What an almost-year it’s been—we’ve made it this far into a pandemic, with all of the extreme social, cultural, and economic changes it’s foisted on us and structural failures it’s worsened to boot. Everyone who’s rolled with the punches, complied with public safety mandates, and stepped up to lend a helping hand to those who needed it during this (fingers crossed!) once-in-a-lifetime disaster deserves a new car, a deep tissue massage, two months paid vacation and a personal thank you note from Dr. Fauci, in my humble opinion.
But literal survival aside, it’s hard to pin down the prevailing attitude as we approach the end of COVID: Year One. There’s the good news, in the form of vaccine discovery and distribution; the fact that COVID case rates are finally dropping again; increased public awareness of what COVID is and how it spreads; and a newfound or renewed appreciation for the communities we occupy. There’s also bad news, in the form of ongoing COVID denialism; a less-than-perfect vaccine rollout; ongoing shaky stay-at-home orders; hasty school and restaurant reopenings; and Seasonal Affective Disorder so aggressive that it seems like it’s on the drug from Limitless that makes Bradley Cooper limitless. Where does it all shake out?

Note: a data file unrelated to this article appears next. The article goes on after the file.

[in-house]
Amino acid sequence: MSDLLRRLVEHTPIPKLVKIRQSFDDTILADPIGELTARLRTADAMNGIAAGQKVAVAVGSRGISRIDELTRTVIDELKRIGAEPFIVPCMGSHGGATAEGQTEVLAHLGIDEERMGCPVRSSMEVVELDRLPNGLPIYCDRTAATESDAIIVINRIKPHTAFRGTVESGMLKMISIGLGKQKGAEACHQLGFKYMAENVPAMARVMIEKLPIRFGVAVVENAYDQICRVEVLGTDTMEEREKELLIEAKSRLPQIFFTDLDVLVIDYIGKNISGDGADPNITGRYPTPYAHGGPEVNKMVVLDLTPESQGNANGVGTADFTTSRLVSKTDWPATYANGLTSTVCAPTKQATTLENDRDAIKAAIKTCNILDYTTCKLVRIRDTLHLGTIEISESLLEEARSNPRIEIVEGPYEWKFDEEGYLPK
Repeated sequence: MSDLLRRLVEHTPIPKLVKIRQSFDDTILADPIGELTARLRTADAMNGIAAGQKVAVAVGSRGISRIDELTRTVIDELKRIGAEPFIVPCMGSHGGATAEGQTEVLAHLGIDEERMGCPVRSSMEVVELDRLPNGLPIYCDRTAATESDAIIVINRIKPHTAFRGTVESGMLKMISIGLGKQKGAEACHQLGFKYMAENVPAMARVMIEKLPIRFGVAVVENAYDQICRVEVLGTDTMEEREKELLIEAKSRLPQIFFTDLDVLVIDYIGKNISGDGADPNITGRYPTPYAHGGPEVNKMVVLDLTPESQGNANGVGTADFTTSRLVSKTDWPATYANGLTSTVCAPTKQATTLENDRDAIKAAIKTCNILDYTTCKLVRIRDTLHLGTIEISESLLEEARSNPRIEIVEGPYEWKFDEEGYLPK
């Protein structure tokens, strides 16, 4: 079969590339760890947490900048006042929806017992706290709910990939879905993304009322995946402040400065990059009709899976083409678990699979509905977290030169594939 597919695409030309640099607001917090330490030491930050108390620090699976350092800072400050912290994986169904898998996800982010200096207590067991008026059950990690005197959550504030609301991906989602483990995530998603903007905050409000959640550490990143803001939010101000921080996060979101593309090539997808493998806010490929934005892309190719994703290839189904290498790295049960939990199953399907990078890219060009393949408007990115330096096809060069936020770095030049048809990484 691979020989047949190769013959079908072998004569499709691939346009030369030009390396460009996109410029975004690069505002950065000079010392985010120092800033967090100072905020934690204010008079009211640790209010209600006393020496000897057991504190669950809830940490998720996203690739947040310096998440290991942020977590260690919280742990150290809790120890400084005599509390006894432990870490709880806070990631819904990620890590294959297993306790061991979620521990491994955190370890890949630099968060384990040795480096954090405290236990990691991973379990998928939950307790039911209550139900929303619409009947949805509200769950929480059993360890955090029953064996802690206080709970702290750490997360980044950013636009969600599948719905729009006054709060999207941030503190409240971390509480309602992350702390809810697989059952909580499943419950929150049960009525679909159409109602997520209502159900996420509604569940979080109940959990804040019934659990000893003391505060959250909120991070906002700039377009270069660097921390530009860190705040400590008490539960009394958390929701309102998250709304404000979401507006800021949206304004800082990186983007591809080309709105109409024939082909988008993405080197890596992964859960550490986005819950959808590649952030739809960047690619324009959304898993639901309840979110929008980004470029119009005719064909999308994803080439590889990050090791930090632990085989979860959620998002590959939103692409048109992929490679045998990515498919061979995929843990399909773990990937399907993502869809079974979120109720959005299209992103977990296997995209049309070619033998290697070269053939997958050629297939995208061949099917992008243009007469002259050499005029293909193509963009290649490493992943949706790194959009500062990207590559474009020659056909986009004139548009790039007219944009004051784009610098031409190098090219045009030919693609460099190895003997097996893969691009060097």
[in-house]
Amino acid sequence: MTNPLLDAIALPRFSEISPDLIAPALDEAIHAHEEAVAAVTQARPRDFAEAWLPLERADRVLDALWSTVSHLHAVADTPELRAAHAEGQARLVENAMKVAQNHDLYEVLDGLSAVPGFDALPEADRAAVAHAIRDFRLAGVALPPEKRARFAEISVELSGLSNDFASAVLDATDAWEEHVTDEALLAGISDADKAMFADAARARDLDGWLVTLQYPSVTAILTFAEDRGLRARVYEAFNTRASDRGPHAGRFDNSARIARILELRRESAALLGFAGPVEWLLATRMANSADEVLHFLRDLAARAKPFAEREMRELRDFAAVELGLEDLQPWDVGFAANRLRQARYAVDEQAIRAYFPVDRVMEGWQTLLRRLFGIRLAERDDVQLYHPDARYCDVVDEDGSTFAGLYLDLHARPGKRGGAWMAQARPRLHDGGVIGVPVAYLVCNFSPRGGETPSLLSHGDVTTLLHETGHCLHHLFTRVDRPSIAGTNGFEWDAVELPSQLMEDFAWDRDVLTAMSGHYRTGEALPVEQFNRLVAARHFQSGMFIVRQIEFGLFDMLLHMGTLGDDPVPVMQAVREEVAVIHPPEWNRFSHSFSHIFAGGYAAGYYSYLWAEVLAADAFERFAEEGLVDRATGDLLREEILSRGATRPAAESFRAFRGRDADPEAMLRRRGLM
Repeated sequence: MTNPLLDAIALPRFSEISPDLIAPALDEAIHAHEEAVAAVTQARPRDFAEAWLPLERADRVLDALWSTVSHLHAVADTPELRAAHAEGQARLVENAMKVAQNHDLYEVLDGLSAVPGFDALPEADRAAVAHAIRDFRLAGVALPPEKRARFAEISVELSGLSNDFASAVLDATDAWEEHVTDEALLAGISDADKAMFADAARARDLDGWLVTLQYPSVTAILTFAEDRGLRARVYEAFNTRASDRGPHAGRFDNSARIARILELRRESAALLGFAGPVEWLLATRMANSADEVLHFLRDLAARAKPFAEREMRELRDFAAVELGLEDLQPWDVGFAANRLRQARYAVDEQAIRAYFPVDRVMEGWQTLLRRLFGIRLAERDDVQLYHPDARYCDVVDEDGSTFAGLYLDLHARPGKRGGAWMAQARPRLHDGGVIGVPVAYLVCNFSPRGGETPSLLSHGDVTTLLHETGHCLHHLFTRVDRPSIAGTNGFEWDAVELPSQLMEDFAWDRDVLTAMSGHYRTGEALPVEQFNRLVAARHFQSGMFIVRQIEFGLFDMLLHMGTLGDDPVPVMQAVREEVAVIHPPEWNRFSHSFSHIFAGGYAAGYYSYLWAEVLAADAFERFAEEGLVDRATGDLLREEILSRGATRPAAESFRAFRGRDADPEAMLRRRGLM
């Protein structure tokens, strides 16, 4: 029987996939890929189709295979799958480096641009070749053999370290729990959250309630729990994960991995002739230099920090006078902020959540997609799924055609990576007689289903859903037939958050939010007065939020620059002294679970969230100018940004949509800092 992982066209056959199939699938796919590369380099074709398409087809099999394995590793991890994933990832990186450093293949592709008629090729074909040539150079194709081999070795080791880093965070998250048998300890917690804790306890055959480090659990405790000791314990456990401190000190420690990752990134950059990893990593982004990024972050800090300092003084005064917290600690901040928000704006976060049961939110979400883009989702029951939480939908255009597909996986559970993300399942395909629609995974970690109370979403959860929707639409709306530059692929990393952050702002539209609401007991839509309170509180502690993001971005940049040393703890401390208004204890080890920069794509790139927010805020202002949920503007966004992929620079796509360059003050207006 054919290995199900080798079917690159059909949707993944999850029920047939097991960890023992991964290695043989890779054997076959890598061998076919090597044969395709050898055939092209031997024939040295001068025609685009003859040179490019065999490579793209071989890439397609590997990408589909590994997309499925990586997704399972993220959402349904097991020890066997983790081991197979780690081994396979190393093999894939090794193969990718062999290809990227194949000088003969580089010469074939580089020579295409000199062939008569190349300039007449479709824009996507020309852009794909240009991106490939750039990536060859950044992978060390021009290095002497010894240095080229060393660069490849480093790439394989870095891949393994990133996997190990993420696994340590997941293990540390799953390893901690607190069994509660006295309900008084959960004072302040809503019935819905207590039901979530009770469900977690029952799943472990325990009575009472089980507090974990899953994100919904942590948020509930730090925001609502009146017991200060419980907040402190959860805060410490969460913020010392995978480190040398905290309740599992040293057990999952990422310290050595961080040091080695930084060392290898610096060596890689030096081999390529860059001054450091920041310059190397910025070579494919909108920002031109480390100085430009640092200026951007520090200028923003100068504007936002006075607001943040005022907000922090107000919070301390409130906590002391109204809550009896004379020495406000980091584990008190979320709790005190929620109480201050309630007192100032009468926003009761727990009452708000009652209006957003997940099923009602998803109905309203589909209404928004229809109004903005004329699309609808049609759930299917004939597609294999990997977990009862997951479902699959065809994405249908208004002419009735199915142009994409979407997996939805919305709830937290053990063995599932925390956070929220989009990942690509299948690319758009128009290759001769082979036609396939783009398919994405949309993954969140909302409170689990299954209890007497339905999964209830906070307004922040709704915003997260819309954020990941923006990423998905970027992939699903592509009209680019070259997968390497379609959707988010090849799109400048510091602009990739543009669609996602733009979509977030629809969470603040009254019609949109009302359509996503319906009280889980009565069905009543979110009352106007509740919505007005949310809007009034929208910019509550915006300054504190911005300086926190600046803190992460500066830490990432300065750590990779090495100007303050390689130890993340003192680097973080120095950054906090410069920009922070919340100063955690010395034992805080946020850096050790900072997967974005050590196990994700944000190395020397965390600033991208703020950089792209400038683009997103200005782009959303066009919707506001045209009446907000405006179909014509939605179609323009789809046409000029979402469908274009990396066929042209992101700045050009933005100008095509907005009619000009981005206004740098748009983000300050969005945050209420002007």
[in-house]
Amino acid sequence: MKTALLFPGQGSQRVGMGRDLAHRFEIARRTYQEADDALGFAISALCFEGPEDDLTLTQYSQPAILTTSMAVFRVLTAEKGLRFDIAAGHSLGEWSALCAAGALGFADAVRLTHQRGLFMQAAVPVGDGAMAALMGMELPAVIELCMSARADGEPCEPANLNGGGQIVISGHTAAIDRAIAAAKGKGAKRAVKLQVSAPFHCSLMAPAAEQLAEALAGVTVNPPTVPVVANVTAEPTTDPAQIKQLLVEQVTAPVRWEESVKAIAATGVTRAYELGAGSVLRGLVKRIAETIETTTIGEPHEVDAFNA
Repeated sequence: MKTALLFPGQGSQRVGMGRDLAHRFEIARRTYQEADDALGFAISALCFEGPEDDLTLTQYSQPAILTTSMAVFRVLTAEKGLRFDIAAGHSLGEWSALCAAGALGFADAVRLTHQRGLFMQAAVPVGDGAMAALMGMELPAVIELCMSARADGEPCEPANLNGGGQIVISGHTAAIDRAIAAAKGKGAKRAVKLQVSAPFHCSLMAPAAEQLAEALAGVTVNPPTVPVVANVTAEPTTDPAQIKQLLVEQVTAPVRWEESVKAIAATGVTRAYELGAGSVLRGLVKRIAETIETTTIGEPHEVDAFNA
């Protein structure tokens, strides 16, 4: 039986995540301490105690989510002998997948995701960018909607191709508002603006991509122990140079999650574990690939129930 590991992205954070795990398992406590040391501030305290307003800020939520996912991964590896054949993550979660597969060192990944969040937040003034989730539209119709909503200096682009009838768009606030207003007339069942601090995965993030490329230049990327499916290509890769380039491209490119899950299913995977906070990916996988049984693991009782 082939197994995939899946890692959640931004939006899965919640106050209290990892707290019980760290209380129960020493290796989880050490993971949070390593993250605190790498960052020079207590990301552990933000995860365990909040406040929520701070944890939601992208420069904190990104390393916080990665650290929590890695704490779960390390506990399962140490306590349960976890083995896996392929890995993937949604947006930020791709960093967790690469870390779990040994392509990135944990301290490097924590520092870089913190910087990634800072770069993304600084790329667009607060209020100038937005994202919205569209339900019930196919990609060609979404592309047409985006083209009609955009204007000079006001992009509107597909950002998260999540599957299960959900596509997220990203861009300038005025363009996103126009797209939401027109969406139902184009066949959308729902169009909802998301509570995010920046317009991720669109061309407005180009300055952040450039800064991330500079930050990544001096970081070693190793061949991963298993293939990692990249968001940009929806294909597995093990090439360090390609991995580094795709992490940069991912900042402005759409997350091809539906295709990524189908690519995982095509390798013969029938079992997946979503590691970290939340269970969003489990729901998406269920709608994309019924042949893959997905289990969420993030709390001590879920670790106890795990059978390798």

We asked readers and staffers whether they’re hitting the pandemic wall or scaling it—and the split between cautious optimism and lean-in pessimism was a perfect split (with, granted, a pretty small sample size). Here are 10 people on how they’re feeling about the future right now and what’s driving their mindset.
These accounts have been lightly edited for clarity.
My pandemic experience is going better than ever, because…
… There’s a reasonable administration in office (l o l), which seems to have more of a clue about how to handle vaccine distro. I’d be more hopeful if they’d pass a national mask mandate. But I feel optimistic (cautiously) that most people who want to get vaccinated will get vaccinated in 2021.